The statement says information on four other named top sect officials would earn the informant $156,000 each. It then listed 14 “commanders” and each had a $62,500 bounty.

Read it all.

Posted in * Culture-Watch, * Economics, Politics, * International News & Commentary, * Religion News & Commentary, Africa, Defense, National Security, Military, Islam, Law & Legal Issues, Muslim-Christian relations, Nigeria, Other Faiths, Police/Fire, Politics in General, Religion & Culture, Terrorism, Violence

(NY Times Magazine) Lori Gottlieb–What Brand Is Your Therapist?

In the summer of 2011, after I completed six years of graduate school and internship training and was about to start my psychotherapy practice, I sat down with my clinical supervisor in the Los Angeles office we’d be sharing. It had been a rigorous six years, transitioning from my role as a full-time journalist always on tight deadlines to that of a therapist whose world was broken into slow, thoughtful hours listening and trying to help people come to a deeper understanding of their lives. My supervisor went over the filing systems, billing procedures and ethical quandaries like whether to take referrals from current clients, but we never discussed how I would get these clients. I fully assumed, in what now seems like an astounding fit of naïveté, that I’d send out an e-mail announcement and network with doctors, and to paraphrase “Field of Dreams,” if I built it, they would come.

Except that they didn’t. What nobody taught me in grad school was that psychotherapy, a practice that had sustained itself for more than a century, is losing its customers. If this came as a shock to me, the American Psychological Association tried to send out warnings in a 2010 paper titled, “Where Has all the Psychotherapy Gone?….”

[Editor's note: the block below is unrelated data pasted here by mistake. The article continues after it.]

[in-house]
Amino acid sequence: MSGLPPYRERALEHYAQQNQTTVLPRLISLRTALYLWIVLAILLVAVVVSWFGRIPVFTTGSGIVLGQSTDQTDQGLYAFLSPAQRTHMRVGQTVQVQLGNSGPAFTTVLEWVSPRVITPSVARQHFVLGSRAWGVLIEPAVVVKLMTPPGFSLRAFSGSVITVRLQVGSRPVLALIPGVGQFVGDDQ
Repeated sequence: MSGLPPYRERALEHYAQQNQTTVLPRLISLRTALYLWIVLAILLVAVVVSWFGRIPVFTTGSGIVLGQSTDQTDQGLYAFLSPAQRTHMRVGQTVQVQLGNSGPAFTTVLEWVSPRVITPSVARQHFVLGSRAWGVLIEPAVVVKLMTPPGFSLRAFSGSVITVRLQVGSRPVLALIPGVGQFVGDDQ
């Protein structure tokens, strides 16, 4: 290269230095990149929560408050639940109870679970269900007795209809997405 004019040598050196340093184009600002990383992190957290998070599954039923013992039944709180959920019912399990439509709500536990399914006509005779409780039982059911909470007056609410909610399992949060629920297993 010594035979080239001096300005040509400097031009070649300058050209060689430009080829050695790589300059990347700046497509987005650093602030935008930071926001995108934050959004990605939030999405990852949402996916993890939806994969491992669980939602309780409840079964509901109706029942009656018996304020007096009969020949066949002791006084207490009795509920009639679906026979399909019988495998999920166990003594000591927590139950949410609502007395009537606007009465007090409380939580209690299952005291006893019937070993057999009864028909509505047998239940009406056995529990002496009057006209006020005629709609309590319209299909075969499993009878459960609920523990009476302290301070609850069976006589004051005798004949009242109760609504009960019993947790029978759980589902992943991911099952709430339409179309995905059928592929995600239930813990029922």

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Posted in * Culture-Watch, * Economics, Politics, Anthropology, Consumer/consumer spending, Economy, Psychology, Theology

Women bishops decision a 'stab in the back' to female clergy ”“ Lord Carey

Lord Carey, who first opened the priesthood to women, spoke of his “anger” and “distress” at the General Synod’s failure to allow women into the episcopate despite overwhelming support.
And he voiced support for an overhaul of Synod structures after a bloc of opponents in the House of Laity succeeded in killing off the measure after a tortuous 12-year process.
He was commenting after the Church of England’s representative in Parliament, Sir Tony Baldry, warned that it was in danger of being seen as a “sect” and claimed that it had hamstrung its own attempts to resist the plans for gay marriage.

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Posted in * Anglican - Episcopal, * Culture-Watch, Anglican Provinces, Church of England (CoE), CoE Bishops, Women